The closing of the Center for Governmental Studies is another setback to the dying cause of cleaning up elections and taking them out of the hands of big contributors.
Last week, Tracy Westen, CEO of the political reform think tank, and Bob Stern, the president, sent out an e-mail saying “With some sadness, but with considerable pride in our accomplishments, we are closing the Center for Governmental Studies’ offices after 28 years of service in the public interest. The recession has depleted our funding, and we cannot continue to operate CGS in its present form.“
The center, mostly financed by contributions from foundations, brought something new to the political reform movement. In addition to advocating electoral reform, the center dug into the policies that too often are shaped by campaign contributions to elected officials. It proposed major changes to a sick state budgeting system that has been heavily influenced by corporate and labor contributors as well as right wing anti tax forces. It also studied one of the great victims of these forces, California’s education system, and proposed reforms. When I retired from the Times, I was employed as a CGS consultant for two years. I worked with another journalist, Emmett Berg, on a project showing how land developers and their government allies put through land use laws weakening flood and fire protection.
“We were one of the few organizations emphasizing improving government,” Westen told me. “We were trying to fix the process we tried to figure out what were the best solutions for the public.”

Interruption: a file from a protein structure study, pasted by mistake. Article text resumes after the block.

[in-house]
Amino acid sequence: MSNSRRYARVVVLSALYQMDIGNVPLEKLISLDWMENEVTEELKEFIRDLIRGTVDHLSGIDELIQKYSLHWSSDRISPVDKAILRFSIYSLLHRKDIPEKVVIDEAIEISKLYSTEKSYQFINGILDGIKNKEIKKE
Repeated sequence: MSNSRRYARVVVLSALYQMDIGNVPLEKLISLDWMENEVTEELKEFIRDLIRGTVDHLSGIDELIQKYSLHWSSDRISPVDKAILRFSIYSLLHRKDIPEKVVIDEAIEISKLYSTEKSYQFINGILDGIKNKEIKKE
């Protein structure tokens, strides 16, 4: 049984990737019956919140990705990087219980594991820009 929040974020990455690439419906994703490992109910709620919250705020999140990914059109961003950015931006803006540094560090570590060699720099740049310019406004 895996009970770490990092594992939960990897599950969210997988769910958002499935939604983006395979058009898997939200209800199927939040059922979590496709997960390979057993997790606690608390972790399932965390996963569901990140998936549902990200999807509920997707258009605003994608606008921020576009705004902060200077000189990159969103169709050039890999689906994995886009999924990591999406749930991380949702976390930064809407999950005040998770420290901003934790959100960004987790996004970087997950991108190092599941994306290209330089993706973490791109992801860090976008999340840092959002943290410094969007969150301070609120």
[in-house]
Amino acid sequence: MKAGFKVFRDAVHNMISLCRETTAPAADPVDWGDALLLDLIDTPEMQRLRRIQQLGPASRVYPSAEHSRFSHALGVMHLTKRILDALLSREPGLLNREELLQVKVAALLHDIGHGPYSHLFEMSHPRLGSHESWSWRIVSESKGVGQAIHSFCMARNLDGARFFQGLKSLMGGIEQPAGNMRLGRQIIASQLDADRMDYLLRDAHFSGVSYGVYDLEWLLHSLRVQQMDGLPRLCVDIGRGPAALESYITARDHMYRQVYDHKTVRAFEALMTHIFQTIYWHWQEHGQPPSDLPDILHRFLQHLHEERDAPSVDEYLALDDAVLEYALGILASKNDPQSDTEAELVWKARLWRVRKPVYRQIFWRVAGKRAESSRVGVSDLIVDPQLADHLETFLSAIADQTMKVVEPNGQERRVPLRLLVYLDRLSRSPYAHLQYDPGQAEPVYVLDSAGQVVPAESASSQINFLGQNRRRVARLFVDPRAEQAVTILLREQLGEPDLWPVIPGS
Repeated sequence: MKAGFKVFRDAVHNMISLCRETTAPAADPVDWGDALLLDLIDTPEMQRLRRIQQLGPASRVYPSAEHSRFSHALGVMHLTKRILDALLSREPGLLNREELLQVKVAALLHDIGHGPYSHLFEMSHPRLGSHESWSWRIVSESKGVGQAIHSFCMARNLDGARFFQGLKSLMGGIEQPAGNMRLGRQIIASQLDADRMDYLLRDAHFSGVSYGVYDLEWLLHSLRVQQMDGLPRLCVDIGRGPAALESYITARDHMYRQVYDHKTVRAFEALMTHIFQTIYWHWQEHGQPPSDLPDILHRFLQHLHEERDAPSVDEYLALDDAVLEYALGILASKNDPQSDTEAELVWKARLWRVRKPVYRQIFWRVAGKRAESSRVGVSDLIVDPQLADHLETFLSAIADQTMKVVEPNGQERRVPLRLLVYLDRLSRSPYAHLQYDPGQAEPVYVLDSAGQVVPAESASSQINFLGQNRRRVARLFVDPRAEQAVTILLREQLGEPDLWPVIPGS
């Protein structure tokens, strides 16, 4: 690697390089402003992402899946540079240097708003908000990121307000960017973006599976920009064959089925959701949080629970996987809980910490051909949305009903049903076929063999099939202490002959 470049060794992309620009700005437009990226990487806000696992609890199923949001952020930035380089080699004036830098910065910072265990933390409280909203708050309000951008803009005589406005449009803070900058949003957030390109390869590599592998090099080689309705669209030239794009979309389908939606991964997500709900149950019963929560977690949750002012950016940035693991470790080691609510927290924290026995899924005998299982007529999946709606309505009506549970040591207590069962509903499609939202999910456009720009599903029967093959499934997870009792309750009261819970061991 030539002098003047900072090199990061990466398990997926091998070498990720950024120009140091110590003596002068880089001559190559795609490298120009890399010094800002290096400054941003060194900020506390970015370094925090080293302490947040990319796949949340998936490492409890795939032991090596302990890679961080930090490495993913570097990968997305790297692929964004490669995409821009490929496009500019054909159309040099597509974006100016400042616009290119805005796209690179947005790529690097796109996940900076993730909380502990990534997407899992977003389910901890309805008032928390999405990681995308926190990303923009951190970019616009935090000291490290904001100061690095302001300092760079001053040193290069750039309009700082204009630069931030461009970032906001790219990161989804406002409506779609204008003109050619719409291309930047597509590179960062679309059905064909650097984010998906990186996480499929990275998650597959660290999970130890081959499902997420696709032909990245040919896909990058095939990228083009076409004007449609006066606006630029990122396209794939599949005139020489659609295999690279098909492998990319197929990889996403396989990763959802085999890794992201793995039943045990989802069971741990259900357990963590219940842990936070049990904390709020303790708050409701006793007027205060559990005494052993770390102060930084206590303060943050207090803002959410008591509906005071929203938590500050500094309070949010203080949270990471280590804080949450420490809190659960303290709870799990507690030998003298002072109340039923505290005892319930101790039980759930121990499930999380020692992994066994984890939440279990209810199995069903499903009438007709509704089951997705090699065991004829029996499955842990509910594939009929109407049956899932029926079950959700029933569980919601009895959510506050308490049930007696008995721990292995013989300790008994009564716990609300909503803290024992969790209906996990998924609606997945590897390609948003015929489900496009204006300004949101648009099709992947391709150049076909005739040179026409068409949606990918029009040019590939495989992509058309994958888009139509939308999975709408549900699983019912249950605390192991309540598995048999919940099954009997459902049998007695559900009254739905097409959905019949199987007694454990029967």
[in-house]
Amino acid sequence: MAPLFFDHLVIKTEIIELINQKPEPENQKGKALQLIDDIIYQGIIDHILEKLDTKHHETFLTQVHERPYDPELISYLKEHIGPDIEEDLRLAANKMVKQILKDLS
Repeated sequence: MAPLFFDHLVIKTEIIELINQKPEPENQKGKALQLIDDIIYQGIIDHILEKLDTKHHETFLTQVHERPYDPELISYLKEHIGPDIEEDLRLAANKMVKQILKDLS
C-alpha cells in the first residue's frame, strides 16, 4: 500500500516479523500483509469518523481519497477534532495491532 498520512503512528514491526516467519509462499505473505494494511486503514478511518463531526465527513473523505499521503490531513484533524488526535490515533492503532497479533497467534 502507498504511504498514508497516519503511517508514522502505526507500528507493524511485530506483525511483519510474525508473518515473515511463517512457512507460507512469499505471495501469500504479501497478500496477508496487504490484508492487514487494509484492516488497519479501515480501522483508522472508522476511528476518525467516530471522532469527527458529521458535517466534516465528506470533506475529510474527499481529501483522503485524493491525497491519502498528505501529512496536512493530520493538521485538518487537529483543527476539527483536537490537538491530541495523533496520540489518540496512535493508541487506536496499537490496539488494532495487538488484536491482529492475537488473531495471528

The center was born during the post Watergate era, extending from the mid-‘70s to possibly the early ‘90s. Reformers were heroes then, but as my wife Nancy Boyarsky had predicted in a Los Angeles Times op ed piece in the mid-70s, the big contributors would eventually use their money and influence to figure out ways around them. The fat cats and their sharp lawyers found loopholes in reform laws. They created political campaign committees that operated outside the laws. The U.S. Supreme Court’s Citizens United decision, giving these shadowy committees carte blanche, was a mortal blow to campaign reform. Today, contributors call the shots at every level of government, mocking an intricate web of reform laws.
This was never clearer to me than during my five-year term on the Los Angeles City Ethics Commission. We commissioners nailed a few big contributors. But contributors and their lobbyists and lawyers had reached so deeply into city government that I thought our job as reformers was hopeless.
So, apparently, did the foundations that supported CGS. Steve Rountree, chairman of the CGS board, said in an e-mail obtained by the San Francisco Chronicle, “In my view this is the result of the impact of the recession on foundation but, more than that, the consequence of our dramatically polarized political environment and court rulings that have tended to gut laws and regulations aimed at making the democratic process fairer. I believe that foundations have given up hope of meaningful reform in this climate.”
Westen agreed. “ As Steve said, some foundations that have supported our governance reforms may have become dispirited by court rulings and legislative gridlock, feeling not much could be accomplished through the legislative or judicial processes,” he said. “And there's some truth to that -- witness Congress and the California Legislature. But, in my view, that's just when organizations like CGS are needed.”
The CGS office was a few blocks from our house, and Nancy and I often passed it on our morning walks. Last week, it was silent and empty, a perfect symbol of the present state of campaign reform.
* Fixed misspelling of Westen's name